Rationale and impact
This section briefly explains why the committee made the recommendations and how they might affect practice. It links to details of the evidence and a full description of the committee's discussion.
The recommendations apply to people with ileocolonic Crohn's disease who have had complete macroscopic resection and who have no residual active disease. This is the population covered in the studies the committee reviewed. The committee was aware that a proportion of people could still have residual active disease after surgery. It agreed that in these people, their disease is not in remission and the recommendations in the section on inducing remission in Crohn's disease would apply.
The evidence showed that azathioprine in combination with up to 3 months' metronidazole was effective in maintaining endoscopic remission. While there was some evidence of clinical benefit with azathioprine on its own, the effect was less certain. However, the committee included it as an option because some people have trouble tolerating metronidazole. The committee did not recommend metronidazole alone because, based on the evidence and their clinical experience, the potential benefits did not outweigh the potential harms (or adverse effects). Azathioprine can also be difficult to tolerate, and can cause adverse effects, so the committee looked at mercaptopurine as an alternative. However, mercaptopurine is not cost effective for maintaining remission because it has a high cost relative to the limited benefits it provides. The committee also reviewed the evidence for aminosalicylates (such as mesalazine). The evidence on relapse rates (assessed endoscopically) showed that aminosalicylates were not clinically or cost effective. Because of this, the 2012 recommendation on aminosalicylates was removed.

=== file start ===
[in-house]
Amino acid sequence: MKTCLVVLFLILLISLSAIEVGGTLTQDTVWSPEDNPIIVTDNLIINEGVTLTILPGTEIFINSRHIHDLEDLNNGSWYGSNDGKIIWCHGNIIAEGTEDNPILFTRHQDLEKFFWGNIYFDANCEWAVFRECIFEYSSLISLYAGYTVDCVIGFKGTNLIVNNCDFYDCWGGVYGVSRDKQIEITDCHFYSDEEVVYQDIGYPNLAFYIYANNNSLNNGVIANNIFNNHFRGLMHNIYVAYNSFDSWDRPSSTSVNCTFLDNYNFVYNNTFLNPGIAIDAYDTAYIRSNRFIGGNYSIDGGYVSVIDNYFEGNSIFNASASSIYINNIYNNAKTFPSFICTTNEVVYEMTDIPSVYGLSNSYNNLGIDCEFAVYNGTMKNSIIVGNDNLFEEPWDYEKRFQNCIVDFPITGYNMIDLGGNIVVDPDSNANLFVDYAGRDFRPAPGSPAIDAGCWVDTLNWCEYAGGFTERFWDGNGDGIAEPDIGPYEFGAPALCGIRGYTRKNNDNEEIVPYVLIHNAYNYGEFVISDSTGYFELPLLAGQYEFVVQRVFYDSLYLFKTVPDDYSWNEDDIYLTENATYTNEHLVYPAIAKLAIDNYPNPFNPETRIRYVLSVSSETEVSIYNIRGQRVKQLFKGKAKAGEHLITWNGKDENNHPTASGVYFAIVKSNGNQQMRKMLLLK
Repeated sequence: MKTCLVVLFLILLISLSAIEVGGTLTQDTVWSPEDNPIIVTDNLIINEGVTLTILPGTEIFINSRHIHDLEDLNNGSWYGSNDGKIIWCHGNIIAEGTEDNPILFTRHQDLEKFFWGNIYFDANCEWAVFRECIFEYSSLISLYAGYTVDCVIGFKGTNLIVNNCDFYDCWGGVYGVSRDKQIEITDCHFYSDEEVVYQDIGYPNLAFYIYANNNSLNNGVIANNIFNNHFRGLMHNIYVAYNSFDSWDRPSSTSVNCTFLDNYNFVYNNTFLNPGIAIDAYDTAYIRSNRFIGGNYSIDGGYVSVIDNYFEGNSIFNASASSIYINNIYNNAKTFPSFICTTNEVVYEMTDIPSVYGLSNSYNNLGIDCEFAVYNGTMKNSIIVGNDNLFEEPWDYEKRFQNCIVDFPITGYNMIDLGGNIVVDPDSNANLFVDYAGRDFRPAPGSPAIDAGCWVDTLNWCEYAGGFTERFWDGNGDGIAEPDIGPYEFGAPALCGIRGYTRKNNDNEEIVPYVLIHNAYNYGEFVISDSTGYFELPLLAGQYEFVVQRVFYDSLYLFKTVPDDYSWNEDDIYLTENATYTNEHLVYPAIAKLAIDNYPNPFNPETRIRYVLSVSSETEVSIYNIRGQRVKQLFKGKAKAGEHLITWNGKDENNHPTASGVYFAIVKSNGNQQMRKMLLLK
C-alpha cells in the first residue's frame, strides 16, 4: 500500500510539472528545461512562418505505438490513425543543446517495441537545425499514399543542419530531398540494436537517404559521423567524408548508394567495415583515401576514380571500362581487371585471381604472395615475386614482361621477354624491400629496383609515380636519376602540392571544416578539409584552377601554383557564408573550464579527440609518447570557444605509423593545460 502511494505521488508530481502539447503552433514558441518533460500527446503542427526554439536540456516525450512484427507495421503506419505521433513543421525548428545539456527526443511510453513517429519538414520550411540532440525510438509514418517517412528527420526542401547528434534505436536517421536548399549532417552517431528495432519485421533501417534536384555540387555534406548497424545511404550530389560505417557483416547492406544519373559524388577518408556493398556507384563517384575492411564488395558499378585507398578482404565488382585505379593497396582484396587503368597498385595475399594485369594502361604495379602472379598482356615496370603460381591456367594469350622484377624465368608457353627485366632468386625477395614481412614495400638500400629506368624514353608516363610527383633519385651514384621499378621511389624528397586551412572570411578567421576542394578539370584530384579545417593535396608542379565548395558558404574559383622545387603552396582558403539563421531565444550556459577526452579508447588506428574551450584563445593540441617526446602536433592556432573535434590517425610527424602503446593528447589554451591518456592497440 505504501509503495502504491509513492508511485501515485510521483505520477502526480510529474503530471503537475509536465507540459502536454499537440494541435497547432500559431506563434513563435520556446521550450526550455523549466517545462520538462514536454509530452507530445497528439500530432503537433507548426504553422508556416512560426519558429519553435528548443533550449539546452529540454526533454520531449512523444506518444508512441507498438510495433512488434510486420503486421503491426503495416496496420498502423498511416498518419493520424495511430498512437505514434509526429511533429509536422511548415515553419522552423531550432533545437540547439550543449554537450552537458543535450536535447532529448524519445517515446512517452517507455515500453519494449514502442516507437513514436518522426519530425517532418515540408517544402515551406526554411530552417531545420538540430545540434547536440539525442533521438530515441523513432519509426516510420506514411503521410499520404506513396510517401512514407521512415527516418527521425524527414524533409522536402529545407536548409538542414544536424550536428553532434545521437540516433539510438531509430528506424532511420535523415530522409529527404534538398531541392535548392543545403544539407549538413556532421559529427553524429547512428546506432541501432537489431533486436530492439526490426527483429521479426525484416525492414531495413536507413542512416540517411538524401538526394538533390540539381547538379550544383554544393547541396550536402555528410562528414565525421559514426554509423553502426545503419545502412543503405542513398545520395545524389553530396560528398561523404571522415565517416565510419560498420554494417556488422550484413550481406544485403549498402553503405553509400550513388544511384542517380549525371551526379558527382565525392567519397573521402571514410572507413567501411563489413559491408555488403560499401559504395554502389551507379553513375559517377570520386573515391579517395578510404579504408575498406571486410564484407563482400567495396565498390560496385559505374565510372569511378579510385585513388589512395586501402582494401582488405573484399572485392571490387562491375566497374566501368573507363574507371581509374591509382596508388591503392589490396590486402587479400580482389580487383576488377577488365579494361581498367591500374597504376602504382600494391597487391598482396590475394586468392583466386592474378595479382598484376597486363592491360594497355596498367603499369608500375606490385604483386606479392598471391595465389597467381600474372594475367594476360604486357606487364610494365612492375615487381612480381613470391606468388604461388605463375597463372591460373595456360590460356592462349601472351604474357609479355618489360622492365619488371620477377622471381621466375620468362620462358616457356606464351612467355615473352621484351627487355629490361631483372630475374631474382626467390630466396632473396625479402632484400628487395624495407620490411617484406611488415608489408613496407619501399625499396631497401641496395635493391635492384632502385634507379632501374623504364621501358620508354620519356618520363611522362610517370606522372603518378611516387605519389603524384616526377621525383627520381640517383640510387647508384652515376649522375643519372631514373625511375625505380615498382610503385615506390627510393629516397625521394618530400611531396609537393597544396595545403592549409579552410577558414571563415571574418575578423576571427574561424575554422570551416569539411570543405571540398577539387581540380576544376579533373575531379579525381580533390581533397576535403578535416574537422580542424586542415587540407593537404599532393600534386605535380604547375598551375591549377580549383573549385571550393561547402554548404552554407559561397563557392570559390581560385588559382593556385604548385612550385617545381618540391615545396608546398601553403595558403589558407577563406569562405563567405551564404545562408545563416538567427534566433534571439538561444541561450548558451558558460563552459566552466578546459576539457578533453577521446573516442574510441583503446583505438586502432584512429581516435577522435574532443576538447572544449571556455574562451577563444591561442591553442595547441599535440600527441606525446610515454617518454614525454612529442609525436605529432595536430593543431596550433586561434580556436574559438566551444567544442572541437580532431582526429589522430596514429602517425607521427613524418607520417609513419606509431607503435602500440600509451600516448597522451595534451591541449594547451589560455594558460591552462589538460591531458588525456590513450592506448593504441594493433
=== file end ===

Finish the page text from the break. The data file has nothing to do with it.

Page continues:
The committee made a recommendation on monitoring because of the tolerability issues and potential adverse effects of azathioprine and metronidazole. This is based on the 2012 recommendation on monitoring azathioprine when using it to induce remission.
There was limited evidence available for biologics, and a lot of uncertainty around how much benefit they provide. Biologics are also expensive, and all these factors together mean that they are not currently cost effective when compared with the other options for maintaining remission. To avoid unnecessarily changing treatments for people who started taking biologics before this guideline was published, the committee made a recommendation to cover this group.
The committee made a recommendation against offering budesonide because evidence shows that it is not beneficial in maintaining remission after surgery.
None of the included studies looked specifically at maintaining remission for children and young people after surgery, so the committee did not make separate recommendations for this population. In their experience children and young people are offered the same post-surgery treatment as adults.
There was no randomised controlled trial evidence on enteral nutrition. The committee made a research recommendation on enteral nutrition after surgery because it is sometimes used alone or with other maintenance therapy for maintaining remission after surgery.
The committee noted that the recommendations made are in line with current practice. There is variation across the UK in whether people receive 3 months of metronidazole after surgery.
The committee believe that the recommendation to not start biologics after surgery could potentially result in cost savings and maintain consistency in clinical practice.